I see you.
You are sitting alone, a book in one hand and a nearly empty pint glass in the other. You stand out because your hair is done, your face is made-up, because you are wearing a bright green button-down, and because you are alone. In this dark and dingy bar — this bar lit by Christmas lights and neon signs — you are the only woman who is alone. But that doesn’t seem to bother you. Instead, you lean back and down the last remnants of your lukewarm beer.
You raise your hand and order another.
And while all of your attention may be directed at that book, I see you.
Make no mistake, I cannot take my eyes off of you.
Because there is something about you which I recognize. There is something about you which feels familiar. So familiar, in fact, that I am mirroring you: I am drinking when you drink. I find myself shifting in my seat when you shift in yours.
Because there is something about you I can’t quite place.
I know you are not a stranger, but I also do not recognize your face.
I see you when you look up from your book and toward the door.
I see you when you check your cell phone for the 27th time.
I see you finish off your third beer, and then your fourth. And I see you drinking quickly and without regard.
Drinking. Surfing the web.
But before long, you rise to go to the bathroom, leaving your book facedown to hold your place. To keep your seat and your little “safe space.” And I follow you.
I cannot help but follow you.
You are stumbling now. I mean, you’re not falling over and you haven’t bumped into a wall or fallen to the floor, but you are swaying. I can tell your feet are heavy, as is your heart, because the pain is written all over your face. Because your facade cracks when your eyes glass over. When flecks of mascara smudge beneath your lashes and fall onto your cheeks.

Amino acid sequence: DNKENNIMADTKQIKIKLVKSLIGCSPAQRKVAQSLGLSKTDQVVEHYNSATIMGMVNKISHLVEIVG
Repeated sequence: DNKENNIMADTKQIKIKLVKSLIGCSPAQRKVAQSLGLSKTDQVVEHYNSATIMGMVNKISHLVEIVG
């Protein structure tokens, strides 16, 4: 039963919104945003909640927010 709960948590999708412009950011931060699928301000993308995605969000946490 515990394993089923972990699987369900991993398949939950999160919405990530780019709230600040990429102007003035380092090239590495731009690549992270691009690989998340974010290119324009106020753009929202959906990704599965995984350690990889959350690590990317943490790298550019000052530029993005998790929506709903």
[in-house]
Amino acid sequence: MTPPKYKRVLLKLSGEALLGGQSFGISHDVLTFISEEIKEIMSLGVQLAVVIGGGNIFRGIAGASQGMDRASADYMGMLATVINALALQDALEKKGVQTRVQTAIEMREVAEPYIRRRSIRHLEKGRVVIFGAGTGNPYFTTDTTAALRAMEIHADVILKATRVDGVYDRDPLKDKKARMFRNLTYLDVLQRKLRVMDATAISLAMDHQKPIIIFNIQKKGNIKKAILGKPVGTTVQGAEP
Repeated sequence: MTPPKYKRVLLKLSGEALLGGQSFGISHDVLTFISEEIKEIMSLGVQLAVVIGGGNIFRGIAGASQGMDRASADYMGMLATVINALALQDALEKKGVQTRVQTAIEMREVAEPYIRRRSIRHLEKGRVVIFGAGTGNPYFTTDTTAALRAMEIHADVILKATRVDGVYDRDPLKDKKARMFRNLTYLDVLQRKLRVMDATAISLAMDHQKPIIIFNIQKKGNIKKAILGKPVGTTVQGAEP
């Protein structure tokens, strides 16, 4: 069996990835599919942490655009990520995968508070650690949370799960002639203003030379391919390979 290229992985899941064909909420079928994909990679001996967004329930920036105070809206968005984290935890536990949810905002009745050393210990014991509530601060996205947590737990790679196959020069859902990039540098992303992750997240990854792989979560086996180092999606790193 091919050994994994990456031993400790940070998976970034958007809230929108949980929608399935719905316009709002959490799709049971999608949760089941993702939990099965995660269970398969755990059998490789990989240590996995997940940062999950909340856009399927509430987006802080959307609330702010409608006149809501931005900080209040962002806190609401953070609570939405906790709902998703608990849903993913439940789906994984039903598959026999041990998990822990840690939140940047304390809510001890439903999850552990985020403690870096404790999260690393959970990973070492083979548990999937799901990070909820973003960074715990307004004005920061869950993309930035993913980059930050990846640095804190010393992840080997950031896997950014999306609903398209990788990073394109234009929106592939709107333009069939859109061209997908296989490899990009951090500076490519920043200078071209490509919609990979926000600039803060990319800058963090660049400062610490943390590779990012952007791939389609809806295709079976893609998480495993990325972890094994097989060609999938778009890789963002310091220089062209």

And because I feel it. I cannot explain how or why, but I feel what you feel: the sadness, the anger, the emptiness, and the fear.
But the “truth” can’t come through so you open your purse and pull out a small compact. You dab powder on your face, paying particular attention to your nose and the darkness beneath your eyes.
You head back to the bar and order another drink but I see you.
God, do I see you.
Eventually, your companion arrives. You exchange shots and kisses, and you get louder. I see your smile grow wider, but it isn’t because you are happy, it is because you are drunk. It is because you have reached that point in the night you have hoped for: the point in which the voices are silent, the pounding in your head has seized, and your racing heart has slowed down. You have reached that point in which you cannot feel. You are hollow and empty and “good.”
Drowning in an alcohol-fueled haze, you are “good.”
Because this is where you wanted to be — where you needed to be — before going home. You needed to numb yourself to face the night ahead. You needed to be drunk in order to make it to the morning.
Make no mistake, you do not know this. (At least, not yet.) You don’t realize the reason why you’re tossing back shots of Wild Turkey as one would toss back kernels of popcorn. In fact, right now you think you are happy.